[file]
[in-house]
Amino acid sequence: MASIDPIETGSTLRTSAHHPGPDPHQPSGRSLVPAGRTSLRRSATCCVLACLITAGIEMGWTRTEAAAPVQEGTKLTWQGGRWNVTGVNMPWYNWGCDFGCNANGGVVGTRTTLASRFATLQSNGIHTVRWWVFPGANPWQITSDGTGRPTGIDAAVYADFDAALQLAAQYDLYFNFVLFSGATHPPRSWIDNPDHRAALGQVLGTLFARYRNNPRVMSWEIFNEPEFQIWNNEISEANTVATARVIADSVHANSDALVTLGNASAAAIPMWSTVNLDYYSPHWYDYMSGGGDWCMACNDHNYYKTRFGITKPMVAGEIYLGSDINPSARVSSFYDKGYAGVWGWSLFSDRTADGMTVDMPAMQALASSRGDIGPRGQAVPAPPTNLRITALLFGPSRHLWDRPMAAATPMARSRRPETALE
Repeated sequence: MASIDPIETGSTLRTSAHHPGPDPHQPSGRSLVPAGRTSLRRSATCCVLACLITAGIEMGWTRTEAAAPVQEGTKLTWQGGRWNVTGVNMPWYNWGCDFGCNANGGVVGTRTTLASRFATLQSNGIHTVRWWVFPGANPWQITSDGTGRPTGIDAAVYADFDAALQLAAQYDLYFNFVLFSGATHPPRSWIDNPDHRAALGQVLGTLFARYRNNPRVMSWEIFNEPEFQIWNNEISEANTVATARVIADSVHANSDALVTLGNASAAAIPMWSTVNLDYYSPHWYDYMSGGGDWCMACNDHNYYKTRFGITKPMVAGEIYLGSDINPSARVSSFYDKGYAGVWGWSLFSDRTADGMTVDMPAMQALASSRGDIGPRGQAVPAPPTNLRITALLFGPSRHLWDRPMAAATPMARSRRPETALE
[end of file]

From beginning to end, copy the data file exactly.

[in-house]
Amino acid sequence: MASIDPIETGSTLRTSAHHPGPDPHQPSGRSLVPAGRTSLRRSATCCVLACLITAGIEMGWTRTEAAAPVQEGTKLTWQGGRWNVTGVNMPWYNWGCDFGCNANGGVVGTRTTLASRFATLQSNGIHTVRWWVFPGANPWQITSDGTGRPTGIDAAVYADFDAALQLAAQYDLYFNFVLFSGATHPPRSWIDNPDHRAALGQVLGTLFARYRNNPRVMSWEIFNEPEFQIWNNEISEANTVATARVIADSVHANSDALVTLGNASAAAIPMWSTVNLDYYSPHWYDYMSGGGDWCMACNDHNYYKTRFGITKPMVAGEIYLGSDINPSARVSSFYDKGYAGVWGWSLFSDRTADGMTVDMPAMQALASSRGDIGPRGQAVPAPPTNLRITALLFGPSRHLWDRPMAAATPMARSRRPETALE
Repeated sequence: MASIDPIETGSTLRTSAHHPGPDPHQPSGRSLVPAGRTSLRRSATCCVLACLITAGIEMGWTRTEAAAPVQEGTKLTWQGGRWNVTGVNMPWYNWGCDFGCNANGGVVGTRTTLASRFATLQSNGIHTVRWWVFPGANPWQITSDGTGRPTGIDAAVYADFDAALQLAAQYDLYFNFVLFSGATHPPRSWIDNPDHRAALGQVLGTLFARYRNNPRVMSWEIFNEPEFQIWNNEISEANTVATARVIADSVHANSDALVTLGNASAAAIPMWSTVNLDYYSPHWYDYMSGGGDWCMACNDHNYYKTRFGITKPMVAGEIYLGSDINPSARVSSFYDKGYAGVWGWSLFSDRTADGMTVDMPAMQALASSRGDIGPRGQAVPAPPTNLRITALLFGPSRHLWDRPMAAATPMARSRRPETALE